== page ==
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Funds News

CORRECTED - UPDATE 2-HighTower backs adviser tripped by Ponzi, adds 2 execs

* CEO supports Curtis Lyman, named in Ponzi-related suit

* Says Lyman was a victim, did appropriate due diligence

* LaMena joins as chief operations officer in New York

* HighTower adds $300 mln adviser Levin in San Francisco

* CEO says half of Strata Group clients joined HighTower (Fixes fraud figure in 5th pargraph to millions)

By Joseph A. Giannone

NEW YORK, March 31 (Reuters) - HighTower Advisors, a firm acquiring high net worth financial advisers across the United States, on Wednesday said it lured two more Morgan Stanley wealth management executives, but found itself on the defensive over an adviser it hired last year.

The CEO of the Chicago firm, which touts a client-friendly model, gave his “unreserved” support to Curtis Lyman, a former Lehman Brothers adviser hired last May who earlier this month was sued for investing client money in what turned out to be a feeder fund for a $1.4 billion Ponzi scheme.

Lyman, an adviser in Palm Beach, Florida, purchased for his clients promissory notes issued by an entity known as Banyon 1030-32 LLC, which in turn fed cash to Florida lawyer Scott Rothstein.

Rothstein, in jail awaiting his May 6 sentencing, faces up to 100 years in prison for running a scam that sold nonexistent legal settlements. Money from new investors was used to pay off earlier investors.

Two lawsuits filed this month in Palm Beach County Circuit Court accuse Lyman of being negligent for not spotting the scam. The plaintiffs, who collectively lost more than $4.6 million, further say Lyman should have uncovered the criminal background of the Fort Lauderdale businessman who ran Banyon.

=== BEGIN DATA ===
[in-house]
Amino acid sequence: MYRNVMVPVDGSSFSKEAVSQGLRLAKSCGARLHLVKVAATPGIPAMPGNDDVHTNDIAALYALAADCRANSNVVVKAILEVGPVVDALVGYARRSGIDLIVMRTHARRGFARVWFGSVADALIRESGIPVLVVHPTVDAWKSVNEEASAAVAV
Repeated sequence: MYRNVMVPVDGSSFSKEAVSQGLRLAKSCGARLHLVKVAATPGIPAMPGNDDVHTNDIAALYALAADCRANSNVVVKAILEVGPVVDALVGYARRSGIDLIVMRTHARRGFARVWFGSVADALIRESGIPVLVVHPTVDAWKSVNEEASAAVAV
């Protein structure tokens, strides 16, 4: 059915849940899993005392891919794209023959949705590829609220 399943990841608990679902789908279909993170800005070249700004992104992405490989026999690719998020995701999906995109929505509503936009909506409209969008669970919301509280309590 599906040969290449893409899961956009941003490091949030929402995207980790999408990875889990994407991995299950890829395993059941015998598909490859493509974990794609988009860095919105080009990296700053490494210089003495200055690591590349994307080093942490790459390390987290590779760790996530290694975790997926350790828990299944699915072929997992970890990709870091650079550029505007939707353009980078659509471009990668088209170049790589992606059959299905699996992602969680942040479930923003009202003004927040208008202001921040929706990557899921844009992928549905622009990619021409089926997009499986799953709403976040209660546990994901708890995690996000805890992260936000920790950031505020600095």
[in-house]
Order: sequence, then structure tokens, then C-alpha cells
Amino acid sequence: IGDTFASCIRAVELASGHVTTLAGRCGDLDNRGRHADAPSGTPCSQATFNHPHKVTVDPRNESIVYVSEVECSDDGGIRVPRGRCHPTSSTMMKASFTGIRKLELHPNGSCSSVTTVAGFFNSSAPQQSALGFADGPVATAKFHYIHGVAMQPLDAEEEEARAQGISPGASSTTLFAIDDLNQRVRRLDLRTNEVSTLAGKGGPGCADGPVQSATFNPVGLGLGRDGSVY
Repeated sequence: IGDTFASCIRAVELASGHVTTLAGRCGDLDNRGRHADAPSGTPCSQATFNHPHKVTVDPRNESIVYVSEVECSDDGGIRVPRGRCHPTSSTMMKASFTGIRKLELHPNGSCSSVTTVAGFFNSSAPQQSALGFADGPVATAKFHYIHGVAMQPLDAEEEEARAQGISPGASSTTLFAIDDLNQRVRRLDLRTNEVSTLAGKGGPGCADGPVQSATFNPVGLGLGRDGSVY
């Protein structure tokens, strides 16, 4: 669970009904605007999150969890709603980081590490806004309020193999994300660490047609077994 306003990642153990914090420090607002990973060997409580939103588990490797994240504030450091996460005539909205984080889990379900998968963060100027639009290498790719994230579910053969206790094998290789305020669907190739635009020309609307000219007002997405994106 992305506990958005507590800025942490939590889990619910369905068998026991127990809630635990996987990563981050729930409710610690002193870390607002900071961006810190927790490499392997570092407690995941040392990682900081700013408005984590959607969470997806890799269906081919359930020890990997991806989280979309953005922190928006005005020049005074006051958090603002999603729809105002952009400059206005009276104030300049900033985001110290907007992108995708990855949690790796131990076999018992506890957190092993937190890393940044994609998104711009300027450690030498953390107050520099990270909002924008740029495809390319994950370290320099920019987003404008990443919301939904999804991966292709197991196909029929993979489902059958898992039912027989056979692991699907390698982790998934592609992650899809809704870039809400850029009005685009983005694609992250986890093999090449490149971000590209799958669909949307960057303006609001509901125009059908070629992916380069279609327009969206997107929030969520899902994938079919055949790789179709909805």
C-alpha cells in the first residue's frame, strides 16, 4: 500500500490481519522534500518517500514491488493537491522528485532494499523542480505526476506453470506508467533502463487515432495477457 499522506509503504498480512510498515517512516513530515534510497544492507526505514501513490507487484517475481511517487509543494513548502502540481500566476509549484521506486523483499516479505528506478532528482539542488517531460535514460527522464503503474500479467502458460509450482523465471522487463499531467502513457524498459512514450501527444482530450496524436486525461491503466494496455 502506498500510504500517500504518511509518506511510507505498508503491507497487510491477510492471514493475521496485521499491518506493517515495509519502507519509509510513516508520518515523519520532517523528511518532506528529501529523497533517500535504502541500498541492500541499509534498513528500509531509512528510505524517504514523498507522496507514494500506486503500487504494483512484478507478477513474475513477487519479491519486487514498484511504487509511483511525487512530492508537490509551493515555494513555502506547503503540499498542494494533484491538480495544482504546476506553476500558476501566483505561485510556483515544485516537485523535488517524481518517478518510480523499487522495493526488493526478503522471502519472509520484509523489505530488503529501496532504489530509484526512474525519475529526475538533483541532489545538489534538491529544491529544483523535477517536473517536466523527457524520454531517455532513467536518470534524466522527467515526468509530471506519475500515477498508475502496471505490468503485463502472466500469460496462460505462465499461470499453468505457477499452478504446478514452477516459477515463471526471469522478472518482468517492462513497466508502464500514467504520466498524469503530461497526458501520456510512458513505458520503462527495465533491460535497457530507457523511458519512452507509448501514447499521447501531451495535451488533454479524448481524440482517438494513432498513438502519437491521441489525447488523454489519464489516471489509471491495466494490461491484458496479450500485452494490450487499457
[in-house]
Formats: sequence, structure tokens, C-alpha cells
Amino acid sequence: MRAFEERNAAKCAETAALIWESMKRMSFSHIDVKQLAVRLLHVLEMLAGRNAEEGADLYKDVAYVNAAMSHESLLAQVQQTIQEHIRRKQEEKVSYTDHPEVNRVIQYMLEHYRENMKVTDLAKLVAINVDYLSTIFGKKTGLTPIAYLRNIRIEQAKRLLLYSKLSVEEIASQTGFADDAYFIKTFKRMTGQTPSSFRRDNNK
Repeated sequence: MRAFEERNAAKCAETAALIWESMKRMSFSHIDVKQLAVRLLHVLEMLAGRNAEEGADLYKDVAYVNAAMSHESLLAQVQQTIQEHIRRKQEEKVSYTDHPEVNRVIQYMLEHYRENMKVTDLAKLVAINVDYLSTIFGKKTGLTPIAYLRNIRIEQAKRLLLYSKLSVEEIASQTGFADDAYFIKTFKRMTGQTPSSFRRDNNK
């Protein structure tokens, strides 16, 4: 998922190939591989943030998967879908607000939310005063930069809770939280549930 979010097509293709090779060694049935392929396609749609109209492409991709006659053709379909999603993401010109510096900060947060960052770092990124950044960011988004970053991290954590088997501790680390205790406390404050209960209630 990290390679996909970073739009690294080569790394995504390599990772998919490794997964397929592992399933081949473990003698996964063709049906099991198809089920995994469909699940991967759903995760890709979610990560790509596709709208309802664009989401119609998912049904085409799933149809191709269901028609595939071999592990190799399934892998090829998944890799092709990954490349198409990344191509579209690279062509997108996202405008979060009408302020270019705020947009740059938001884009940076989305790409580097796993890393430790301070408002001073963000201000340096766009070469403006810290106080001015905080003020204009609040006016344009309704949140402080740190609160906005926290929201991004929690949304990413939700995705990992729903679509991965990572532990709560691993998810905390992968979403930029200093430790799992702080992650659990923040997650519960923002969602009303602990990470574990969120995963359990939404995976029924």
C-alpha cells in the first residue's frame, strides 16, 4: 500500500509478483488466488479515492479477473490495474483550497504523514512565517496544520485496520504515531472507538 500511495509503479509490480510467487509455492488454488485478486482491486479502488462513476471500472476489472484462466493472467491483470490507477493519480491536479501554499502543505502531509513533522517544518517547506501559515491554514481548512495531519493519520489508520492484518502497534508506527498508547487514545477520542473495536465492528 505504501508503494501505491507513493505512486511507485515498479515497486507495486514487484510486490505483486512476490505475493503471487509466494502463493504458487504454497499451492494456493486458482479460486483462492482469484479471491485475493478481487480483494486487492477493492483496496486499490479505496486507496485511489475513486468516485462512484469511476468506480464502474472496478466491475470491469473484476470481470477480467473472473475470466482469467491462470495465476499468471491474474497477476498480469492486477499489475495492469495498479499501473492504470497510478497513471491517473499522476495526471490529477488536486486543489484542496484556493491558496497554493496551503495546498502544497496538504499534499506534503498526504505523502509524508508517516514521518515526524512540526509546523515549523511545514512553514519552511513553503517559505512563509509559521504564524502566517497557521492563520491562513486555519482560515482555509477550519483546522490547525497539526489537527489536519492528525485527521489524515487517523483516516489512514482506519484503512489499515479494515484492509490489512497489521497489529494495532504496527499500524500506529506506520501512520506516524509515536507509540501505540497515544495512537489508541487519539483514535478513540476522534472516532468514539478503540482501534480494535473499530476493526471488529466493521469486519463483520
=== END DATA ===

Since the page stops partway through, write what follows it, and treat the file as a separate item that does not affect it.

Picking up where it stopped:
The lawsuit threatens to dent the reputation of a company that has grown quickly, touting a client-friendly twist on the wealth management business.

HighTower contends Lyman lost “a significant amount” of his own personal money to the scheme, showing he did not intend to harm his clients.

“We are aggressively pursuing all available remedies because Curt Lyman is as much a victim as the other Ponzi scheme victims,” HighTower CEO Elliot Weissbluth said in an interview. “We are defending any allegations of HighTower wrongdoing.”

HighTower also contends Lyman conducted “appropriate” due diligence before making the investments.

“It was a suitable investment. We were frankly as surprised as anybody when it turned out Rothstein was a Ponzi artist,” Weissbluth said. Lyman “has my unreserved personal support and unreserved professional support.”

Since its October 2006 launch, HighTower has added roughly a dozen high net worth advisory teams and $16 billion in client assets. Still, the Lyman matter shows recruiting advisers also brings risk.

Earlier Wednesday, HighTower said it had added two more senior wealth managers from Morgan Stanley MS.N.

HighTower hired Morgan Stanley private wealth management executive Michael LaMena as its chief operations officer. LaMena spent 14 years at Morgan Stanley, most recently running private wealth management operations in New York.

The firm also hired veteran Smith Barney adviser Barnaby Levin to bolster its San Francisco office. Levin managed some $300 million in client assets.

Morgan Stanley and Citigroup C.N last year merged their brokerage businesses to create a joint venture, Morgan Stanley Smith Barney. Since then many hundreds of advisers, mainly from Citi's Smith Barney, have jumped to new firms.

HighTower last month nabbed a team led by five veteran Smith Barney advisers in Purchase, New York, known as the Strata Group. The team managed about $500 million in assets.

Morgan Stanley quickly filed a New York state lawsuit to block the move of the veteran Smith Barney brokers, accusing them of violating their contractual commitments and fiduciary duties.

Weissbluth told Reuters half of Strata’s clients already have moved to HighTower. “You can’t unring a bell,” he said. (Reporting by Joseph A. Giannone; Editing by Tim Dobbyn; Editing by Gary Hill)

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